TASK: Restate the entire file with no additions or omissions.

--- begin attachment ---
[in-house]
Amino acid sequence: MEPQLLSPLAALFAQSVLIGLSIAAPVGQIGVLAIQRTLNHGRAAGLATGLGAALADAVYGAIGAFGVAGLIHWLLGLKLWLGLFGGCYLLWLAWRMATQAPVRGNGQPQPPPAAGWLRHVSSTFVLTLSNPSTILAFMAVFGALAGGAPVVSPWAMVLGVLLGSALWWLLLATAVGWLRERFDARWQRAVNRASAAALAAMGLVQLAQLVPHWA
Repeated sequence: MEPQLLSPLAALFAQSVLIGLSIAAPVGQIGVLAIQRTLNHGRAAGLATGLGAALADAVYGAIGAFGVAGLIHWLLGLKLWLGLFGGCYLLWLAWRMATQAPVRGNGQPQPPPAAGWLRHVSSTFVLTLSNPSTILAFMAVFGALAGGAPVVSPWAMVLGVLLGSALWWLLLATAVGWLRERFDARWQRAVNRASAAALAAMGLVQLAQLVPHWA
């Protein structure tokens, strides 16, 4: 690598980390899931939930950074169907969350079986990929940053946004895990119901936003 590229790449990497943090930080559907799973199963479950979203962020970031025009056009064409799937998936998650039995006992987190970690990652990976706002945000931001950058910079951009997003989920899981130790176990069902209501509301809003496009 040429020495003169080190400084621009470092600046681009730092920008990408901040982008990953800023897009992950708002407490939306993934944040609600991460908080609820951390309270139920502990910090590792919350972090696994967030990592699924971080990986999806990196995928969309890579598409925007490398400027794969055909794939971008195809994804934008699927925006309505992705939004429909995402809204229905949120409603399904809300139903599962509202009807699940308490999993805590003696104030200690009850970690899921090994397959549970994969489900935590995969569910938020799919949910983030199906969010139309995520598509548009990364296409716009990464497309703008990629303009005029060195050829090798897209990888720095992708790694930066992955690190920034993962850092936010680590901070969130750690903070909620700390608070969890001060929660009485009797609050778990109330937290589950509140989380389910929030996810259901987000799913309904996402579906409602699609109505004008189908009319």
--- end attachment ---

[in-house]
Amino acid sequence: MEPQLLSPLAALFAQSVLIGLSIAAPVGQIGVLAIQRTLNHGRAAGLATGLGAALADAVYGAIGAFGVAGLIHWLLGLKLWLGLFGGCYLLWLAWRMATQAPVRGNGQPQPPPAAGWLRHVSSTFVLTLSNPSTILAFMAVFGALAGGAPVVSPWAMVLGVLLGSALWWLLLATAVGWLRERFDARWQRAVNRASAAALAAMGLVQLAQLVPHWA
Repeated sequence: MEPQLLSPLAALFAQSVLIGLSIAAPVGQIGVLAIQRTLNHGRAAGLATGLGAALADAVYGAIGAFGVAGLIHWLLGLKLWLGLFGGCYLLWLAWRMATQAPVRGNGQPQPPPAAGWLRHVSSTFVLTLSNPSTILAFMAVFGALAGGAPVVSPWAMVLGVLLGSALWWLLLATAVGWLRERFDARWQRAVNRASAAALAAMGLVQLAQLVPHWA
């Protein structure tokens, strides 16, 4: 690598980390899931939930950074169907969350079986990929940053946004895990119901936003 590229790449990497943090930080559907799973199963479950979203962020970031025009056009064409799937998936998650039995006992987190970690990652990976706002945000931001950058910079951009997003989920899981130790176990069902209501509301809003496009 040429020495003169080190400084621009470092600046681009730092920008990408901040982008990953800023897009992950708002407490939306993934944040609600991460908080609820951390309270139920502990910090590792919350972090696994967030990592699924971080990986999806990196995928969309890579598409925007490398400027794969055909794939971008195809994804934008699927925006309505992705939004429909995402809204229905949120409603399904809300139903599962509202009807699940308490999993805590003696104030200690009850970690899921090994397959549970994969489900935590995969569910938020799919949910983030199906969010139309995520598509548009990364296409716009990464497309703008990629303009005029060195050829090798897209990888720095992708790694930066992955690190920034993962850092936010680590901070969130750690903070909620700390608070969890001060929660009485009797609050778990109330937290589950509140989380389910929030996810259901987000799913309904996402579906409602699609109505004008189908009319």